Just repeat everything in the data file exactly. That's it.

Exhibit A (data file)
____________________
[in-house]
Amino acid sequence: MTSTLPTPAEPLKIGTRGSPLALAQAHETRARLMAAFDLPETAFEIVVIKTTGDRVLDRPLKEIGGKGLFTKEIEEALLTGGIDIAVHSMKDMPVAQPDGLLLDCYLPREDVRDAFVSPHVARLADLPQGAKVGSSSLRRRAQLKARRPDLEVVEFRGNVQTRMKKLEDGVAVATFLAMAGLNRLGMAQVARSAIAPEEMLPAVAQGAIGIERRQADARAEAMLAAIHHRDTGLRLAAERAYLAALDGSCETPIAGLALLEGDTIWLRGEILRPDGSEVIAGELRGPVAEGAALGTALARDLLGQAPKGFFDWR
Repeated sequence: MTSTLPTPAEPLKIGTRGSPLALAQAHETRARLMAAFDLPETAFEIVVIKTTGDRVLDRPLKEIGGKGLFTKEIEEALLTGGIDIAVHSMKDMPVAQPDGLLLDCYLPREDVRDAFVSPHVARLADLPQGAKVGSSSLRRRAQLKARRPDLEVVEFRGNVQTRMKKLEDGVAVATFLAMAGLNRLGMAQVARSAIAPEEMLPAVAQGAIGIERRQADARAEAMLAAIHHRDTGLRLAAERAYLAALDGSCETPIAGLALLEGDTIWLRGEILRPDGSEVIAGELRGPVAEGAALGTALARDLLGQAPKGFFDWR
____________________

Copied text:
[in-house]
Amino acid sequence: MTSTLPTPAEPLKIGTRGSPLALAQAHETRARLMAAFDLPETAFEIVVIKTTGDRVLDRPLKEIGGKGLFTKEIEEALLTGGIDIAVHSMKDMPVAQPDGLLLDCYLPREDVRDAFVSPHVARLADLPQGAKVGSSSLRRRAQLKARRPDLEVVEFRGNVQTRMKKLEDGVAVATFLAMAGLNRLGMAQVARSAIAPEEMLPAVAQGAIGIERRQADARAEAMLAAIHHRDTGLRLAAERAYLAALDGSCETPIAGLALLEGDTIWLRGEILRPDGSEVIAGELRGPVAEGAALGTALARDLLGQAPKGFFDWR
Repeated sequence: MTSTLPTPAEPLKIGTRGSPLALAQAHETRARLMAAFDLPETAFEIVVIKTTGDRVLDRPLKEIGGKGLFTKEIEEALLTGGIDIAVHSMKDMPVAQPDGLLLDCYLPREDVRDAFVSPHVARLADLPQGAKVGSSSLRRRAQLKARRPDLEVVEFRGNVQTRMKKLEDGVAVATFLAMAGLNRLGMAQVARSAIAPEEMLPAVAQGAIGIERRQADARAEAMLAAIHHRDTGLRLAAERAYLAALDGSCETPIAGLALLEGDTIWLRGEILRPDGSEVIAGELRGPVAEGAALGTALARDLLGQAPKGFFDWR